Glycans are the sugar attachments that are found on proteins and lipids. These highly variable and structurally diverse sugar chains confer distinctive characteristics to the cell surface. Recent research has revealed that abnormalities in glycan biosynthesis have been conclusively linked to many diseases, but the complexity of glycosylation has hindered the analysis of glycan data in order to identify glycoforms contributing to disease. To overcome this limitation, we developed a quantitative N-glycosylation model that interprets and integrates mass spectral and transcriptomic data by incorporating key glycosylation enzyme activities.
Using the cancer progression model of androgen-dependent to androgen-independent Lymph Node Carcinoma of the Prostate (LNCaP) cells, the N-glycosylation model identified and quantified glycan structural details not typically derived from single-stage mass spectral or gene expression data. Differences between the cell types uncovered include increases in H(II) and Ley epitopes, corresponding to greater activity of α2-Fuc-transferase (FUT1) in the androgen-independent cells. The model further elucidated limitations in the two analytical platforms including a defect in the microarray for detecting the GnTV (MGAT5) enzyme. Our results demonstrate the potential of systems glycobiology tools for elucidating key glycan biomarkers and potential therapeutic targets. The integration of multiple data sets represents an important application of systems biology for understanding complex cellular processes.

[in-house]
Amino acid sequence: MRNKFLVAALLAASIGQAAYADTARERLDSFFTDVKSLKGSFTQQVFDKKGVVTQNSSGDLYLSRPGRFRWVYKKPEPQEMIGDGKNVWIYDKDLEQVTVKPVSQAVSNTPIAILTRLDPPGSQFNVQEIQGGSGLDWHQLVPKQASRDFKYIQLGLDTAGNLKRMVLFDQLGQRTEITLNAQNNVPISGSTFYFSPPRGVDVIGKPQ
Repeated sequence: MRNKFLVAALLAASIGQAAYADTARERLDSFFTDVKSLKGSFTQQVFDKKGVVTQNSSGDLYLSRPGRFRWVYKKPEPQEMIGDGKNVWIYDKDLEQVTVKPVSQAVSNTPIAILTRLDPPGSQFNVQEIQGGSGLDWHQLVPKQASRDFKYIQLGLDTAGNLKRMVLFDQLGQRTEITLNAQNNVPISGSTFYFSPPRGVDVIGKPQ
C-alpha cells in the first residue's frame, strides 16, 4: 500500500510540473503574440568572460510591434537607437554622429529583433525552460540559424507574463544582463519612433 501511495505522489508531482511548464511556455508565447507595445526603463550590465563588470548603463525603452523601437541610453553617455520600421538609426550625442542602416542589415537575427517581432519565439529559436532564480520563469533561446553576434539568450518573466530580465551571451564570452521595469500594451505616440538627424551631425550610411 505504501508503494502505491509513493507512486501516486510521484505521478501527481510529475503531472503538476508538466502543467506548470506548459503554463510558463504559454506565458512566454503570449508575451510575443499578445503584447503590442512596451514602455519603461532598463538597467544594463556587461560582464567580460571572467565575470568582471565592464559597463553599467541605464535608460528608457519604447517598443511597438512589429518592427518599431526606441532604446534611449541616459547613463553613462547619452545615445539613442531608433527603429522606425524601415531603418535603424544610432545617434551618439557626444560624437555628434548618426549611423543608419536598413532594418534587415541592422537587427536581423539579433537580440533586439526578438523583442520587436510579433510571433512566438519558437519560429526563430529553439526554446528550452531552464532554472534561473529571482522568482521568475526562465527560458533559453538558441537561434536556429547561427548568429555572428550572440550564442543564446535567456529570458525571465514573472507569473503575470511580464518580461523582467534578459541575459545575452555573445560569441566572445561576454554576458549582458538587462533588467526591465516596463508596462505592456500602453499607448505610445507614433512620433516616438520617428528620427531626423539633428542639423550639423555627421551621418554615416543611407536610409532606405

Krambeck, Frederick J., Sandra V. Bennun, Someet Narang, Sean Choi, Kevin J. Yarema, and Michael J. Betenbaugh. "A Mathematical Model to Derive N-Glycan Structures and Cellular Enzyme Activities from Mass Spectrometric Data." Glycobiology 19, no. 11 (November 01, 2009): 1163-1175.
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